In Copenhagen, a swimming club has recently started offering female-only sessions to allow more girls the opportunity to swim. Since it began, the program has drawn around 246 girls of non-Danish origin (interestingly, it is much more difficult to find information on whether any girls of Danish ethnic origin also take part). The numbers are telling, for they express a significant improvement in non-Danish female participation. However, others have seen this measure as going against “Danish values.” In this context, the values that are supposedly Danish are the antithesis of all that is deemed Islamic.
At the surface, sex-segregated spaces for Muslims are emphasized as a means of accommodating women who do not feel comfortable in the company of males who are not relatives. However, there is nothing inherently Islamic about sex segregation. In the times of the Prophet (PBUH), numerous sources reveal many mosques did not separate men and women with physical partitions. Women were to feel comfortable discussing and arguing their ideas with men within mosques. This idea of sex segregation as something strictly Muslim is a portrayal of Islam as something foreign, mystifying, and backwards.
The practice of sex segregation is still often seen as a major characteristic of Islam. It is this notion of sex segregation being described as something inherently Islamic that causes fear. Ironically, all across the West, sex segregation is everywhere from bathroom stalls, clothing stores, sports matches, etc. If it is widely accepted for women to compete in sports separate from their male counterparts, then why would it be a problem for them to practice apart? The fact that some Muslim women might benefit from this allowance apparently troubles the Danish public.
To segregate can mean to make separate, but it can also mean to accommodate by creating new spaces. For Muslim women who choose to cover, there are no explicit restrictions stopping them from swimming with everyone else in public pools. There are always other clothing options, except for the fact that it is not as easy it may seem to just wear longer clothes to swim.
I have tried the supposed solution of the burqini. However, even as I have worn the hijab for around seven years of my life now, I have never felt at peace within the fabric for swimming. I have always felt a watchful pitying gaze in my direction when I covered in head to toe while swimming in my neighbourhood community pool. There are often signs on pool gates stating a need for swimming-specific clothing, meaning people should not wear “outdoor” clothing to swim. There are very limited options for covered swim clothing in markets within an accessible price range. I often ended up swimming in a long tee shirt and leggings, knowing that it was technically against the rules. The rules wanted me to wear a bikini or a one-piece. I wore leggings and a tee shirt. Neither was really for me.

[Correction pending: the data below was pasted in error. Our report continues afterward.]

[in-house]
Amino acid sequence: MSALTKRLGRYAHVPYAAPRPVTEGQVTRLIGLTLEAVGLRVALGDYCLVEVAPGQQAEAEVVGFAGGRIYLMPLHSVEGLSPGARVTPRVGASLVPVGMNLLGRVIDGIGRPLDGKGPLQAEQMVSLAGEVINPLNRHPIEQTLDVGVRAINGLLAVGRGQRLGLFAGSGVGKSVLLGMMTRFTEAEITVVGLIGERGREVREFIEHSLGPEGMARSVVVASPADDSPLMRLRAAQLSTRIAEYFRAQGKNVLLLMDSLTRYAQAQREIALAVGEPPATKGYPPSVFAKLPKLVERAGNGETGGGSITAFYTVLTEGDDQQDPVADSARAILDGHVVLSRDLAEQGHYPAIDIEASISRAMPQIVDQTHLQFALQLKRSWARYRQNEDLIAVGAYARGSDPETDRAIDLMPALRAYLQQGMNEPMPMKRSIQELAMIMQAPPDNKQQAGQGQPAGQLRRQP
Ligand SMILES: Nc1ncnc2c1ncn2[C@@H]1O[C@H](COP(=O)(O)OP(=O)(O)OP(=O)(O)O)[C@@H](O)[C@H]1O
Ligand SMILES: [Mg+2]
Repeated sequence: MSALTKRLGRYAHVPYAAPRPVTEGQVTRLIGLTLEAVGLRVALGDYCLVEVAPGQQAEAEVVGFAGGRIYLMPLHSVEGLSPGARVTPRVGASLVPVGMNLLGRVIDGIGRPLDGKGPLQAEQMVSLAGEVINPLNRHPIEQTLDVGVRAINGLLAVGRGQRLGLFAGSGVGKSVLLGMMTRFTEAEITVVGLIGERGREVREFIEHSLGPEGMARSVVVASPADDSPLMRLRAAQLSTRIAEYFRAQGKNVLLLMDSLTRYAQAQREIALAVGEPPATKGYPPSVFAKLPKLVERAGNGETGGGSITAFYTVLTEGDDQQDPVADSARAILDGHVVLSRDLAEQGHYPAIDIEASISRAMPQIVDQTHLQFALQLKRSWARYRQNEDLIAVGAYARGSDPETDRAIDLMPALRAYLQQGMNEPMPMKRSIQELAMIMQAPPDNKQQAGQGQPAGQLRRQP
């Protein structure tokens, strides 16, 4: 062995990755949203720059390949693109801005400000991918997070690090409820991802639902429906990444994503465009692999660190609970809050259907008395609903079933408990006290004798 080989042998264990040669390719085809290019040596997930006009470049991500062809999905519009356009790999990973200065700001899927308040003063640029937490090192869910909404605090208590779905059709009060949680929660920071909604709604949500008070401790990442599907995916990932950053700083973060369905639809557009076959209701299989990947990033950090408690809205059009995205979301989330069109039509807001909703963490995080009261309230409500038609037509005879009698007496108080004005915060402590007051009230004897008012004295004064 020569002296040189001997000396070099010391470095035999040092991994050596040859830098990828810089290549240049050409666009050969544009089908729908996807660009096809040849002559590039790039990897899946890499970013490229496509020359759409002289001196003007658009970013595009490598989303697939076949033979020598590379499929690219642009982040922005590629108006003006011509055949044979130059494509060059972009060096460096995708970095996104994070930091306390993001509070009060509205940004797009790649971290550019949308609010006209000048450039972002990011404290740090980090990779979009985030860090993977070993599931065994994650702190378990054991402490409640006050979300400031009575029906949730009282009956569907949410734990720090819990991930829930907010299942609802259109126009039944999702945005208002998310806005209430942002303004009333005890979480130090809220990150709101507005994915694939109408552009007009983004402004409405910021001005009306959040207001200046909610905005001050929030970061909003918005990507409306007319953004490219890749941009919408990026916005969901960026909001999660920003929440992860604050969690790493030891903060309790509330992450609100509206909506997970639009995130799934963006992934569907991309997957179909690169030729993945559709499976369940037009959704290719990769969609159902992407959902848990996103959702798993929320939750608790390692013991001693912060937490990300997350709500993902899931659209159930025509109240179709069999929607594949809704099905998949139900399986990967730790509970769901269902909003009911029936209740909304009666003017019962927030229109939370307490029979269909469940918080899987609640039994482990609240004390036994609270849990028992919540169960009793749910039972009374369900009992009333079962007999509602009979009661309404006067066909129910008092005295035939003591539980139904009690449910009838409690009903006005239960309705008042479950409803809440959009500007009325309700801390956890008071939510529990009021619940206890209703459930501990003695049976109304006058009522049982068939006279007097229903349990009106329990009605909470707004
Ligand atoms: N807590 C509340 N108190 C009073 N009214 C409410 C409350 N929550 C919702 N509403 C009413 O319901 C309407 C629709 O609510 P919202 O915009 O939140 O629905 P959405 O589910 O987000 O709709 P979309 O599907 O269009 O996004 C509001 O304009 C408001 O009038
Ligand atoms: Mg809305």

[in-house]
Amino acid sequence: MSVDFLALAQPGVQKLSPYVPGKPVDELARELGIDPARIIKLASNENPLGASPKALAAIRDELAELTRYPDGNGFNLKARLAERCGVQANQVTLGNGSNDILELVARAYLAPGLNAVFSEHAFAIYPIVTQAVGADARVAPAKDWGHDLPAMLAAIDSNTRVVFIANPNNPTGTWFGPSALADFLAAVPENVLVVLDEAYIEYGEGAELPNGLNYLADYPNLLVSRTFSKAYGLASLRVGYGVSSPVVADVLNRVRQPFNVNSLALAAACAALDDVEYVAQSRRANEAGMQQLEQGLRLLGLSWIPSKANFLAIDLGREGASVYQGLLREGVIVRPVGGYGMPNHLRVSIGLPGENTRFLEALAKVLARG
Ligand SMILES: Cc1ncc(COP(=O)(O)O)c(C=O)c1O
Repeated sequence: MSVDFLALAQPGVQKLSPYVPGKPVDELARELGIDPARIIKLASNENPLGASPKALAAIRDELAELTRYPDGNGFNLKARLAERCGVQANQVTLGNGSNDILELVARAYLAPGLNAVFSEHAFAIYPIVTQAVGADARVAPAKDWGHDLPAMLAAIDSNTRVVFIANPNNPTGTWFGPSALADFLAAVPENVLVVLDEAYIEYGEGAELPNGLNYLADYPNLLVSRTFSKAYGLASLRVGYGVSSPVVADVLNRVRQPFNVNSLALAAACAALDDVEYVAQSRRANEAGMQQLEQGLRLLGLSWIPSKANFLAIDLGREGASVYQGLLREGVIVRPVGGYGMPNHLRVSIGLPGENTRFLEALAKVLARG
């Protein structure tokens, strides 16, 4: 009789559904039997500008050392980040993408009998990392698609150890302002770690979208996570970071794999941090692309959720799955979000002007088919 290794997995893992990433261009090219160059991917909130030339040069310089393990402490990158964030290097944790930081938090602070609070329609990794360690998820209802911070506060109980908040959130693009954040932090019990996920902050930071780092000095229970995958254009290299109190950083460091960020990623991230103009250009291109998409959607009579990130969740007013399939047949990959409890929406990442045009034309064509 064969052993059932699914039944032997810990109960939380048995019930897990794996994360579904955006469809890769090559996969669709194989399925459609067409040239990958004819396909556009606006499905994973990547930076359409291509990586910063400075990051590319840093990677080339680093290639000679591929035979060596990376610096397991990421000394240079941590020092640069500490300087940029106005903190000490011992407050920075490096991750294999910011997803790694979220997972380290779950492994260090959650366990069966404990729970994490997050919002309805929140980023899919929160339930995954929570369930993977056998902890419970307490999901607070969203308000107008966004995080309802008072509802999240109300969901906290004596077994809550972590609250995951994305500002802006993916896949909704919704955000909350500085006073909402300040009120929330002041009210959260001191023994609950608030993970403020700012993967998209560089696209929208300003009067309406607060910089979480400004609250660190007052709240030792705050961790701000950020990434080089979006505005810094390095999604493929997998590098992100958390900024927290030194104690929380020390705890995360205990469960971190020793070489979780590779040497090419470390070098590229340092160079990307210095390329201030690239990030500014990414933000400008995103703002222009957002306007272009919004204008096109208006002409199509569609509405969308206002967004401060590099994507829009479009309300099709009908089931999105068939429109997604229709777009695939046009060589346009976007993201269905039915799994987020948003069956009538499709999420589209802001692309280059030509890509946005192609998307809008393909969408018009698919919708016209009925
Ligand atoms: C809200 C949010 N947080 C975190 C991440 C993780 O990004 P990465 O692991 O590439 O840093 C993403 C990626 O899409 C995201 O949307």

Now, at university in Toronto, I see women’s-only hours at the gym and the pool. This gives a chance for any female-identified individuals an opportunity to not let clothing choices become a barrier for participating in sports. The fact that more swimming clubs are going out of their way to attract more female-identified individuals endorses exercise, not religion. The reality is that sexist structures exist that can make any female-identified person uncomfortable exercising with men present. Sexual harassment, catcalling, policing of body size, and unwanted male attention are examples of obstacles that women usually have to confront in their day-to-day lives.
Female-only hours create an atmosphere that attempts to be safer. With 246 new girls joining the swimming club in Copenhagen since the club started these hours, there is clearly a demand for a space like this. Now, more girls and women are exercising. Swimming separately means more people get a chance to swim and exercise freely. At the end of the day, Muslim women and any women who want the freedom to swim with the company they choose should have the choice to do so.